The overall idea of Cuba is paradise beaches, rum, mojitos and old American cars. There might be some people interested in salsa or maybe know a bit about its History. I went to dance salsa and get to know a country I was intrigued by. It had been closed for years, so until you don’t go there yourself, you don’t really know what to expect. It doesn’t matter how many blogs, articles, documentaries you read and see. What striked me the most was the treatment tourist got.
For a Cuban, a foreigner, no matter where they are from, is rich. The starting point for this assumption comes from the minimum salary contrast. Taking into account that a Cuban doctor earns an average of 40 pesos (equivalent to 40 US dollars) per month, anywhere else in Europe is going to have a higher salary. So foreigners, are rich. How do they know the average minimum salary? Television, which the government is in total control of. Until very few years ago, there was no internet. Now there is, but it is still limited. Some people have done their research and have a wider point of view, but other generations don’t. They only know that any foreigner earns more than them, they are rich and that’s that.
The fact that there is internet in Cuba now and that the country has opened this recent years has make tourism to increase. Not everyone who visits Cuba is about that luxury holiday. There are more and more backpackers (myself included) who go to Cuba to explore and live the culture, rather than all included hotels, which was more usual before. I think this also influences them to think that “foreigners are rich”. Many times, even if they wanted to, they can’t travel. Sometimes it’s a money issue, others it’s a visa issue.
Another thing is the current situation of the country: escarce food and resources. Even eggs are difficult to get. If you want to buy more than what it is stipulated they can fine you because you are “hoarding”. However, you go to a hotel for tourist and you have an actual mountain of eggs for the tourists’ breakfast. Another example are the infamous cars. These old American cars work because of the way Cubans solve problems. It is very expensive to import a car, so they need to fix anything that breaks.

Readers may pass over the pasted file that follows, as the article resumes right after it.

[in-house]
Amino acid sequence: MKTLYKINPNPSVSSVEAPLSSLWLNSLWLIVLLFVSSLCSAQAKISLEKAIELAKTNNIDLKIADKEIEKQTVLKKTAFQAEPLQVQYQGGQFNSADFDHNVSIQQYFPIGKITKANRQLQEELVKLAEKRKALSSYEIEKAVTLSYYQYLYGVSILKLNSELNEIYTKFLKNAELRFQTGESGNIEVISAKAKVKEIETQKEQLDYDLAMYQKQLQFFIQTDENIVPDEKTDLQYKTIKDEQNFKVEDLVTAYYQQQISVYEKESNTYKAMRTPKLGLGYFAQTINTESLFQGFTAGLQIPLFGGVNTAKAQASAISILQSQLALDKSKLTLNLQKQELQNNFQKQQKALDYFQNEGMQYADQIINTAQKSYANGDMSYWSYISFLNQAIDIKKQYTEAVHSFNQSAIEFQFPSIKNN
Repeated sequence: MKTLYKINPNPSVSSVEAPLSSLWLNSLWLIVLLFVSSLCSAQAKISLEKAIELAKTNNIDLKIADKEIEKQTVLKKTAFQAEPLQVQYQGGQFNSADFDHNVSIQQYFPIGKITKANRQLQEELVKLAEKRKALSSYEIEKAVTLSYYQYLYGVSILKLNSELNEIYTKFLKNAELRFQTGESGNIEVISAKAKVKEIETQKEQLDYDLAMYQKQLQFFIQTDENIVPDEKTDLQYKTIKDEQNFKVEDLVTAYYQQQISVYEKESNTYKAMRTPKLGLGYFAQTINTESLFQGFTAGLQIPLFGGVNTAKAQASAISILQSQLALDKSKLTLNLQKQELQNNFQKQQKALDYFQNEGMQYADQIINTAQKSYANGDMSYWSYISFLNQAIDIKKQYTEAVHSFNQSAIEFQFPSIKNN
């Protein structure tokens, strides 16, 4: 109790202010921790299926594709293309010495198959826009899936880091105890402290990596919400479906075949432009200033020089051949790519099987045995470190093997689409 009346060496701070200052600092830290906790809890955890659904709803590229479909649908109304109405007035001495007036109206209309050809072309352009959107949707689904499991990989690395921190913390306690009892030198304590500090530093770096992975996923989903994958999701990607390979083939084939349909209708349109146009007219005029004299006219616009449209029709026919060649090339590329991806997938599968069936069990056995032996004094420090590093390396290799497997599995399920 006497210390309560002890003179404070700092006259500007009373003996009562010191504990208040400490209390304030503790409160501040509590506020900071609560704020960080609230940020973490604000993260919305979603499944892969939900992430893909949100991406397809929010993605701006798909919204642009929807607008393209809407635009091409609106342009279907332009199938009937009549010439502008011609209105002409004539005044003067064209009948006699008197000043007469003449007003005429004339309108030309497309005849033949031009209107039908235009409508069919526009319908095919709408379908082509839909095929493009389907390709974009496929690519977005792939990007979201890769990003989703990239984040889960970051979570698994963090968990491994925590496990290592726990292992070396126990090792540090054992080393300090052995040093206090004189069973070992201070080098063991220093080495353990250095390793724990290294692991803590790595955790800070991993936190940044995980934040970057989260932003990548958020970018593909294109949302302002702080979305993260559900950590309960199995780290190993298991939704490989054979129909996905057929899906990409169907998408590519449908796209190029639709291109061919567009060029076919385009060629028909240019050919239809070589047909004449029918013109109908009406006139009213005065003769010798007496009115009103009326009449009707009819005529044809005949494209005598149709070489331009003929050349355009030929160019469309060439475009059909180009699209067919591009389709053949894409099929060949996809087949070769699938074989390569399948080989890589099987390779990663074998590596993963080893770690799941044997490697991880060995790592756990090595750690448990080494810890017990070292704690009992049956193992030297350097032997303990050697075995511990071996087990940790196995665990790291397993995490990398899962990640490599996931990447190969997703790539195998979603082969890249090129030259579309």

What I find frustrating is that they don’t take into account other countries’ situation. Yes, Cuba’s situation is not easy. And yes, I am from Europe, where the situation is way better than other countries in the world. I am the first one to call myself privileged and I am grateful for the opportunities I have had just to have been born in Spain. Nevertheless, the situation that I have lived in Europe, not only in Spain, is that after finishing university it is difficult to get a job at whatever area you studied. The companies I applied to, have answered that I do not have experience, that I needed to get an internship and then, maybe we could talk. When you do find internships they are not paid and you work the same or even more than someone with a salary. I have ended up working in the restaurant/coffee scene because I personally don’t feed from oxygen. I have been lucky enough to have liked the job and also been able to learn and get promotions.